Saturday, February 19, 2011


Mothers.  We all have one.  They're a very maligned group, blamed for all manner of things, and the butt of insulting remarks (think "yo mama.." jokes, and words like motherf*****).  Whether we have a happy or unhappy relationship with our mother, they are a considerable influence in our lives.  

My relationship with my mother has not always been easy.  We have very different personalities and interests, and see things in quite different ways.  This has led to major clashes over the years, although both our attitudes have softened as we've got older.

My mother was born in 1930, so was a Depression baby.  Like almost all women of her generation, she learned to cook, bake, sew, knit, mend and grow a garden.  These skills were all passed onto me, and I'm grateful for them.

Through the recent changes in my circumstances, as well as the difficult economic times, I have turned my back on rampant consumerism and considerably reduced my discretionary spending.  The things that I learned from my mother have become more important to me as I reach for a simpler, more satisfying life.

What are the most important things that you've learned from your mother - good or bad?


  1. In no particular order:

    1. To be gracious - in accepting gifts whether or not you like them or understand them, in dealing with people even if they are driving you nuts, in all aspects of your dealings with humans I guess.

    2. The art of letter-writing.

    3. To sing and play the piano (she did both beautifully and I do miss our duets both vocal and instrumental). Although I don't play anymore, the gift of music appreciation started here.

    4. To give people the benefit of the doubt. Things are not always as they seem on the surface.

    5. A hardy protestant work ethic (which hasn't always been a good thing!)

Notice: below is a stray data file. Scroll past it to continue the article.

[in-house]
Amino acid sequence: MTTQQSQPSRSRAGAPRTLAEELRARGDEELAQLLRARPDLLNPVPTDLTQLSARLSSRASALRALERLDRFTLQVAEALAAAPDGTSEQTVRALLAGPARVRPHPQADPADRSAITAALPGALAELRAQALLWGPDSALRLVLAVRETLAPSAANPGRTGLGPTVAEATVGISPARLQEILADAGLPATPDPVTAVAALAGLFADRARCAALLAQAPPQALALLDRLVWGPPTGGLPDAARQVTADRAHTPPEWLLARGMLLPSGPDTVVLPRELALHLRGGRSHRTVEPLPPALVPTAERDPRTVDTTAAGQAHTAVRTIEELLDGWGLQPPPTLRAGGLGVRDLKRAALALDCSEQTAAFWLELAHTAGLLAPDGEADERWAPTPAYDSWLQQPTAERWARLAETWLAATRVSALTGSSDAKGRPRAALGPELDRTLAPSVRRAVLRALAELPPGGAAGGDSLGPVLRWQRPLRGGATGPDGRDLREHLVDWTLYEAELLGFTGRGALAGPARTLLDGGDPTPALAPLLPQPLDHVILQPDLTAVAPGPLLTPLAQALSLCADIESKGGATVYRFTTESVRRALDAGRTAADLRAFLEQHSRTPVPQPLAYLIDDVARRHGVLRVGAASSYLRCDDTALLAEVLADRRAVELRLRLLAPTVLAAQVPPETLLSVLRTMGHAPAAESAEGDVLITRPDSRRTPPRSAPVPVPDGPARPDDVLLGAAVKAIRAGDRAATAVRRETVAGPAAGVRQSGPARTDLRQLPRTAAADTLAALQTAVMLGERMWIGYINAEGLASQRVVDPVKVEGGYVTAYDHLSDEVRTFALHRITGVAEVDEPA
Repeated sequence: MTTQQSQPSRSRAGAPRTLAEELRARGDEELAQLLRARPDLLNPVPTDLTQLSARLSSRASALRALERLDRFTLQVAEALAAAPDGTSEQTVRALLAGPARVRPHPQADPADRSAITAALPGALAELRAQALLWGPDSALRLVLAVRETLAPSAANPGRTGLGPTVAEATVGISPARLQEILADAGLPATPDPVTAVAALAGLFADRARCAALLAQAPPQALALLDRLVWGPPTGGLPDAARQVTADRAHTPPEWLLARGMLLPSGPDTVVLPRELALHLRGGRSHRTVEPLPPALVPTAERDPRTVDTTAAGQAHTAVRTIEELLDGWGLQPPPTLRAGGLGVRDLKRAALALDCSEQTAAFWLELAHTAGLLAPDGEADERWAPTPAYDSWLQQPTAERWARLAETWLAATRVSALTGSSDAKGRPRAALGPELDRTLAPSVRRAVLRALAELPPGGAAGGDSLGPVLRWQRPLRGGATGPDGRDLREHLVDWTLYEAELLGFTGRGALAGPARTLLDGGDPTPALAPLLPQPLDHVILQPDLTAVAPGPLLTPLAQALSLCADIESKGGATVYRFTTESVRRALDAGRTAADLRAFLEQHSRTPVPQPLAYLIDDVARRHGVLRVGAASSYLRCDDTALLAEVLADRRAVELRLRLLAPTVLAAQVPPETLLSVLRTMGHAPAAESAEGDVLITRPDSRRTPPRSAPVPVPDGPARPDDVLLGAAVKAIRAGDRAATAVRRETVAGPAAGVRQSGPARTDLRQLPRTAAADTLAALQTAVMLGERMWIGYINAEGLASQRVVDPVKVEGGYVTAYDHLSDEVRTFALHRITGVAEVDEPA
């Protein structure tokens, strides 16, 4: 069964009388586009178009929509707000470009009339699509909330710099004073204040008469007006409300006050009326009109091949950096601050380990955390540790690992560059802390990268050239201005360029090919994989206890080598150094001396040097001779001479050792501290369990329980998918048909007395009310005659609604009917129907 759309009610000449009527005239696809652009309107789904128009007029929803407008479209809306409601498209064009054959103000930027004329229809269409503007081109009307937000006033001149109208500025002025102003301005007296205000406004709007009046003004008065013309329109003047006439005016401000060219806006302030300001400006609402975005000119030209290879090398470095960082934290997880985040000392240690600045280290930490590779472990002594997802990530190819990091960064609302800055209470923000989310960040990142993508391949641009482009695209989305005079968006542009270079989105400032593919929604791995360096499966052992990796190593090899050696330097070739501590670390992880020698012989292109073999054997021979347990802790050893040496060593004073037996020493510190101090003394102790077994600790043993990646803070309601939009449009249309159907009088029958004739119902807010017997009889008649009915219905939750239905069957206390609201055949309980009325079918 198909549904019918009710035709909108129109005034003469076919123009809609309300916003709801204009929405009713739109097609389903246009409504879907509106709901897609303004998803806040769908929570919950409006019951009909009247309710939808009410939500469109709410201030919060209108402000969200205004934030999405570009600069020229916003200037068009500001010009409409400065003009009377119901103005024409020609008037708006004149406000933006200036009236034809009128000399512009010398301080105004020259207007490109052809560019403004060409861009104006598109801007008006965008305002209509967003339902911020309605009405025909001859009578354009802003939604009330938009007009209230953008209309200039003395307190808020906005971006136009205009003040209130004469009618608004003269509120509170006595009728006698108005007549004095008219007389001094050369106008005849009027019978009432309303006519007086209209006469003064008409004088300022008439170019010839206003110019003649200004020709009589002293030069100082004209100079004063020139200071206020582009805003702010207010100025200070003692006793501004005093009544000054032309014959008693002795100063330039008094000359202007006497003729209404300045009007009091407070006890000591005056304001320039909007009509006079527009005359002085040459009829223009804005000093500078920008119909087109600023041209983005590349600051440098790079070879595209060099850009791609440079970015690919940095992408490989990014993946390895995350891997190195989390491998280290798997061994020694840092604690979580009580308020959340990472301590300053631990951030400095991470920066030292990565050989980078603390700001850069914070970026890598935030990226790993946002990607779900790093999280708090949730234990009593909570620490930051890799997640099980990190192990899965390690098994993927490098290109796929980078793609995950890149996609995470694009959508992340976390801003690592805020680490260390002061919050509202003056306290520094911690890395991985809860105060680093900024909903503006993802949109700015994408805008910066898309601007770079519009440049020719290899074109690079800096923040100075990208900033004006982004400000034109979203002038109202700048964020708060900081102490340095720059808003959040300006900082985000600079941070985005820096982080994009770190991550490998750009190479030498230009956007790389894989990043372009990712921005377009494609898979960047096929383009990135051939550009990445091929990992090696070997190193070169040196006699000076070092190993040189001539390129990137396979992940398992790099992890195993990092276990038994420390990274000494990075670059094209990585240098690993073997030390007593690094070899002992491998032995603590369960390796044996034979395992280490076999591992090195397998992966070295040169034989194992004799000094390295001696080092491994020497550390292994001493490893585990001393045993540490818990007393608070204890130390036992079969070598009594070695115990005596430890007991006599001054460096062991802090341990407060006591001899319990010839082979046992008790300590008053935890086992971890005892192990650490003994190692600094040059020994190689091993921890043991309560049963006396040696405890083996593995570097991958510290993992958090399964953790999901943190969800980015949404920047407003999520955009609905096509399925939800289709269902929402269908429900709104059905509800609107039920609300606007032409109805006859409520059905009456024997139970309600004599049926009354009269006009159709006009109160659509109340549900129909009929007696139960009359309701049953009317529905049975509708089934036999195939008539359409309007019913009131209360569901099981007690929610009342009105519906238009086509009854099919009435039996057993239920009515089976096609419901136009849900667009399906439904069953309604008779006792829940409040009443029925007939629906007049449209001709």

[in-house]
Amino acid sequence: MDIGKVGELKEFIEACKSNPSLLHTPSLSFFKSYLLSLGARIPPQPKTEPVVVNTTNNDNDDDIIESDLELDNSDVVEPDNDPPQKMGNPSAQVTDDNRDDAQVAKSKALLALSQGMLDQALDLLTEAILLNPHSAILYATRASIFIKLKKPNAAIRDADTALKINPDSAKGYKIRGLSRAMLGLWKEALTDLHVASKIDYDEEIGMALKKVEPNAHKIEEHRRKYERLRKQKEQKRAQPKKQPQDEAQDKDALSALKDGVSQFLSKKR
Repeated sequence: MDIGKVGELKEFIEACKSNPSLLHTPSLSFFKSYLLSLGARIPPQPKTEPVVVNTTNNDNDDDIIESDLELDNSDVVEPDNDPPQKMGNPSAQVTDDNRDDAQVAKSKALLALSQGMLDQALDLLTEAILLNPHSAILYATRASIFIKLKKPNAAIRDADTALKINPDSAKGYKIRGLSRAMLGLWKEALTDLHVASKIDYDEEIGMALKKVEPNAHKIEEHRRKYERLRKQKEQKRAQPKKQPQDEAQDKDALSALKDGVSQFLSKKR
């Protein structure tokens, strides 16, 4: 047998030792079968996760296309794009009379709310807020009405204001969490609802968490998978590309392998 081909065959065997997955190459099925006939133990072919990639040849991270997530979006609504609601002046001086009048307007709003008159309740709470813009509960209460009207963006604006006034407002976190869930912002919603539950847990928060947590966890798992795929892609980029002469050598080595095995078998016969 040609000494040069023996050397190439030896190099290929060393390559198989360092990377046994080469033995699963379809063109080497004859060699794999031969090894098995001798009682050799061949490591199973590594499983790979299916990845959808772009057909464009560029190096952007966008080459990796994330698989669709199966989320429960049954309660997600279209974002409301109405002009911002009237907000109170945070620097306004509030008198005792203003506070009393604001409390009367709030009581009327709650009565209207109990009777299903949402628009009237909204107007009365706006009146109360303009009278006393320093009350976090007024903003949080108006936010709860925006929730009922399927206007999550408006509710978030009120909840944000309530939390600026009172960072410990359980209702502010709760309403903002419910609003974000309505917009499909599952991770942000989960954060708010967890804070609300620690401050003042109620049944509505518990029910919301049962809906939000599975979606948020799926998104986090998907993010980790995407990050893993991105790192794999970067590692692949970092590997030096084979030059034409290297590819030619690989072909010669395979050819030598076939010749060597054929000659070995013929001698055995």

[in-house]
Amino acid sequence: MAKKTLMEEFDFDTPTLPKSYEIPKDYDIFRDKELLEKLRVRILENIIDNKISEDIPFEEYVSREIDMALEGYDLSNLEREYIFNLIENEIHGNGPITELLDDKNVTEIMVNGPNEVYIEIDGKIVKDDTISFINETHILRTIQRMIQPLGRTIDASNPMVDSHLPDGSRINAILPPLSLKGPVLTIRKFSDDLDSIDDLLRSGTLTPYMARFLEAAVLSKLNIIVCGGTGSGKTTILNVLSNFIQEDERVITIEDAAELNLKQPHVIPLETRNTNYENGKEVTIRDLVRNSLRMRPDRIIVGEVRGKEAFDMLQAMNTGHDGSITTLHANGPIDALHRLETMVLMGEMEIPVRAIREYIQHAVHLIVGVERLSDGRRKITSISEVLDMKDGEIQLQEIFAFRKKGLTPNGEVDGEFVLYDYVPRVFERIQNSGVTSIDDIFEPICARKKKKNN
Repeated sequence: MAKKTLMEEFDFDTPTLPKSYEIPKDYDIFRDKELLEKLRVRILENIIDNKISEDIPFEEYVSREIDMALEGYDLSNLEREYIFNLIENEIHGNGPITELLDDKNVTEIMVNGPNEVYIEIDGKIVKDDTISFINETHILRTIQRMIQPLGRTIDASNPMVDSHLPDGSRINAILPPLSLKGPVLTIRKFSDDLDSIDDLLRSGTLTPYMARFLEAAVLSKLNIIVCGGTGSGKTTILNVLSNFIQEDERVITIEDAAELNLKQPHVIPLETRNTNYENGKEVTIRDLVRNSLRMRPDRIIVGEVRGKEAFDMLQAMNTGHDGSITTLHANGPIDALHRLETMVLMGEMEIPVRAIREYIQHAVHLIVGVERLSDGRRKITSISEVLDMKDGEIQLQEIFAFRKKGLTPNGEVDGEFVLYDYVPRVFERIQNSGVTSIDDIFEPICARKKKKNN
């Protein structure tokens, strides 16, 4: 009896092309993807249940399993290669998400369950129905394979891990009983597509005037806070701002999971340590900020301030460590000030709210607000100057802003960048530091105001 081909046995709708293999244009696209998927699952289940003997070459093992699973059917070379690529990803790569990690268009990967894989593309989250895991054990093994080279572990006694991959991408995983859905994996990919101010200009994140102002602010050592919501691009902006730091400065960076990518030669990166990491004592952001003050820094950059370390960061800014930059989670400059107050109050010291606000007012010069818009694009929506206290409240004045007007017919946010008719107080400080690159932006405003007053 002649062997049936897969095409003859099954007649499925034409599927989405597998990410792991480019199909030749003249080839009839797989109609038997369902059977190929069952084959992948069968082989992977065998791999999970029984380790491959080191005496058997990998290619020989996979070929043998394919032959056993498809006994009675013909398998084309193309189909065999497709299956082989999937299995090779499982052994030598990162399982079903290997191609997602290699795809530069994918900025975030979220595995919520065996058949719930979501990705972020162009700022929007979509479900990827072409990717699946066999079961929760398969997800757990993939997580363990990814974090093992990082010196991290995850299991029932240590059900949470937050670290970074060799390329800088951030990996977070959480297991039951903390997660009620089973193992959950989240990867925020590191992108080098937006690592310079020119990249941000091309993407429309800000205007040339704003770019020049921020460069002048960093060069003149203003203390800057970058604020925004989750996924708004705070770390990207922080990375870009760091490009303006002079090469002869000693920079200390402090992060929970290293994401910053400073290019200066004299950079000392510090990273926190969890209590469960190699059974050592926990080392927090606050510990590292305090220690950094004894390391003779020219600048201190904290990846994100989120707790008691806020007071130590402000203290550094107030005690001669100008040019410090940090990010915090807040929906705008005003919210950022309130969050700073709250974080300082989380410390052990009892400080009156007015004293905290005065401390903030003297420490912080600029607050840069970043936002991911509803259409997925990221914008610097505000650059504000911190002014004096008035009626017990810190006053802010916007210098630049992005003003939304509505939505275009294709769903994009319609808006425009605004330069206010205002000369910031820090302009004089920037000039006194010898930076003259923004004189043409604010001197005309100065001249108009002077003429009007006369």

6. Faith in God.

    7. How to budget a paycheck and how to make do. She was about 20 years younger than your mom so definitely was effected by the depression. Waste not want not you know.

    In a lot of ways, I know I was a disappointment to my mother. I never had kids - she could NOT understand that, coming from that generation where family and children were everything and women stayed home to care for them. She also thought I should have gotten a teaching certificate like she had - as a back-up should I ever have to support myself and my husband through hard times. She really did think you could always get a teaching job, but even if that were true, the last thing I wanted to do was teach, after observing what she went through when she went back to it. Secretarial work suited me better and that has always been my back-up plan.

    She was my best friend, exasperated me at times, didn't get it, and got it all too well. I think a lot of people thought she was a doormat and weak, but she was anything but. And there was never any doubt about how much she loved me. So even with faults, of course she had them, I couldn't have asked for much better. I only wish she'd had a little more confidence in some of her abilities.

  2. My mother was a depression baby as well. Like yours Shirley, she cooked, sewed and did the most beautiful embroidery. She still has one piece she worked on at 16 years old and got a 1st prize for.
    We also didn't see eye-to-eye when I was younger, but as we have both aged, we are getting along well.
    The ups and downs of life haven't escaped either of us, and as I write, my Mum is facing things like cataract surgery and osteoporosis. Both of which have slowed her more than they should have.
    She is frail for her age, but not frail in spirit (usually).
    God willing, my Mum and Dad will celebrate 60 years of marriage next January (2012).
    That is probably the biggest bone of contention between us (not their celebration, but the fact that two of her six children have had marriages which did not last the distance). That's another story!
    She has a strong faith in God which has been both shared and passed down and I am so grateful for that.
    Your last paragraph sums up a lot: "She was my best friend, exasperated me at times, didn't get it, and got it all too well."